San Francisco Mime Troupe to put on ‘Treasure Island’ musical in Nevada City
Special to Prospector
Know & Go
WHO: San Francisco Mime Troupe
WHAT: Treasure Island: A New Musical
WHERE: Pioneer Park, 421 Nimrod St., Nevada City
WHEN: 7 p.m. Friday (music at 6:30 p.m.)
HOW: Free admission ($20 donation)
The first thing you need to understand about the San Francisco Mime Troupe is that they are not mimes, not in the popular sense of the word. They talk. They sing. They like to make a lot of noise, politically speaking and otherwise.
For 60 years, the San Francisco Mime Troupe has been using the term “mime” in its original definition, from ancient Greece and Rome, which is “a simple farcical drama including mimicry.”
San Francisco Mime Troupe member Brian Rivera explained, “They take it from one of its more original meanings which is an exaggeration of daily life, so rather than mime, we follow the commedia dell’Arte style of high comedy and musicality.”
This year, the Troupe brings the story of Treasure Island to the stage. Not the classic tale, but a one with a bit of a twist that tells the story of the Treasure Island in the San Francisco Bay.
“We are trying to get the word out about what we have learned about Treasure Island,” Rivera said. “On one hand, it functions as an adaptation of Robert Lewis Stevenson’s book, so there are pirates and there are sword fighting scenes. But it also deals with just getting the word out on what’s been going on environmentally with Treasure Island.”
“Treasure Island: A New Musical” was written by Michael Gene Sullivan with Ellen Calla and Marie Cartier with music by Michael Bello, lyrics by Daniel Savio and is under the direction of Wilma Bonet. The five-member cast includes veteran SF Mime Troupe members Keiko Shimosato Carreiro (John Livesey); Michael Gene Sullivan (Benny Gunn); Andre Amarotico (William Bones); Lizzie Calogero (Jill Hawkins); and Brian Rivera (L.J. Silver).
As synopsized in their press release, the play is about unscrupulous land developers:
“Treasure Island — is it the mythical isle where untold wealth awaits marauding pirates, or the freezing cold, artificial island in the middle of San Francisco Bay awaiting cut-throat developers? Or is it both? That’s the question for Jill Hawkins when an old sea-dog of a developer drops anchor in her office at City Hall, and drops a mystery in her lap. ‘Developers…they scour the map looking for cities with fat purses, ready to be plundered, damn the regulations!’ But if Treasure Island is such a wonderful opportunity, why has no one developed it yet? What about the people who live there now? And who is the one-legged developer Hawkins was warned about?”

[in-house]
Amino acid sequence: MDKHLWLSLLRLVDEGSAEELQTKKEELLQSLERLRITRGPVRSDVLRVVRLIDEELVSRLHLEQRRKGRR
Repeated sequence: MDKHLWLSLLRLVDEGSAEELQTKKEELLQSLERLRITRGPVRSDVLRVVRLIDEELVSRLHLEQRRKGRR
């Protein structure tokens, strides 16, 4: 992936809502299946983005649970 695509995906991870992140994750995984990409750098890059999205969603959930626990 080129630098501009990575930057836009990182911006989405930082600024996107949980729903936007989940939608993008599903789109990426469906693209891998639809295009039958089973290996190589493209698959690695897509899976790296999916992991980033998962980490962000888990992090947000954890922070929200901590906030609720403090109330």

The San Francisco mime troupe is known for its political overtones. Rivera, who has a resume that includes a part in a 2005 production with the Community Asian Theatre Company of the Sierras (CATS) and a 2015 stint on Broadway and the National Broadway Tour as the King of Siam in “The King and I,” loves to perform.
“I’m really enjoying playing a variation on Long John or shall we say, L.J. Silver,” he said. “That’s been fun.”
The Sacramento native added, “The information that we give about the toxicity levels of the ground — just the land — goes beyond politics this season, but normally they do have a left-leaning stance. But this is basically getting the word out about how essentially the Navy said, before they sold off the land, that it was clean. But it turned out, it’s not — especially radioactively. “
The Troupe has been performing Treasure Island: A New Musical” since the beginning of July in various parks around the Bay Area and will be at Pioneer Park in Nevada City on Friday with music beginning at 6:30 p.m. and a 7 p.m. curtain. Admission to the 65-minute performance is free but a suggested donation of $20 is encouraged.
If you have never seen the San Francisco Mime Troupe perform, it is a fun way to learn something new, Rivera said, adding, “We try to deliver some important information … Hopefully, people are entertained and informed by it.”
In celebration of their 60th year, The San Francisco Mime Troupe is holding a retrospective in October in San Francisco.
“They were formed in 1959 during the free speech movement,” Rivera said. “As it shows in today’s climate, the struggle is never over. Every generation needs to keep fighting the good fight in regard to searching for truth and injustice. … The Mime Troupe has been a bastion of Bay Area theater and political awareness. They are a San Francisco institution and I am glad they are still around.”
Hollie Grimaldi Flores is a Nevada County resident and freelance writer for hire. She can be reached at firstname.lastname@example.org.
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